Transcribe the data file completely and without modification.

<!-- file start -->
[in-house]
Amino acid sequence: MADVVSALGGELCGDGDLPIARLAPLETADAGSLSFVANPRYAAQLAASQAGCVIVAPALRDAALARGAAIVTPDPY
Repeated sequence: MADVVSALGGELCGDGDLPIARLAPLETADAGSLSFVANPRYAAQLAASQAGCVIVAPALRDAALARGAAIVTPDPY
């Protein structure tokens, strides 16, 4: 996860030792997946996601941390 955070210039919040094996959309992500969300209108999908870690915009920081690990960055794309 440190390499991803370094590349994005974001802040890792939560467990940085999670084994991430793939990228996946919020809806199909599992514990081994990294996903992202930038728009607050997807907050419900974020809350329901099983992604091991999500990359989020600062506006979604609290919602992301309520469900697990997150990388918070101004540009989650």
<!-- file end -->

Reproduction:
[in-house]
Amino acid sequence: MADVVSALGGELCGDGDLPIARLAPLETADAGSLSFVANPRYAAQLAASQAGCVIVAPALRDAALARGAAIVTPDPY
Repeated sequence: MADVVSALGGELCGDGDLPIARLAPLETADAGSLSFVANPRYAAQLAASQAGCVIVAPALRDAALARGAAIVTPDPY
């Protein structure tokens, strides 16, 4: 996860030792997946996601941390 955070210039919040094996959309992500969300209108999908870690915009920081690990960055794309 440190390499991803370094590349994005974001802040890792939560467990940085999670084994991430793939990228996946919020809806199909599992514990081994990294996903992202930038728009607050997807907050419900974020809350329901099983992604091991999500990359989020600062506006979604609290919602992301309520469900697990997150990388918070101004540009989650």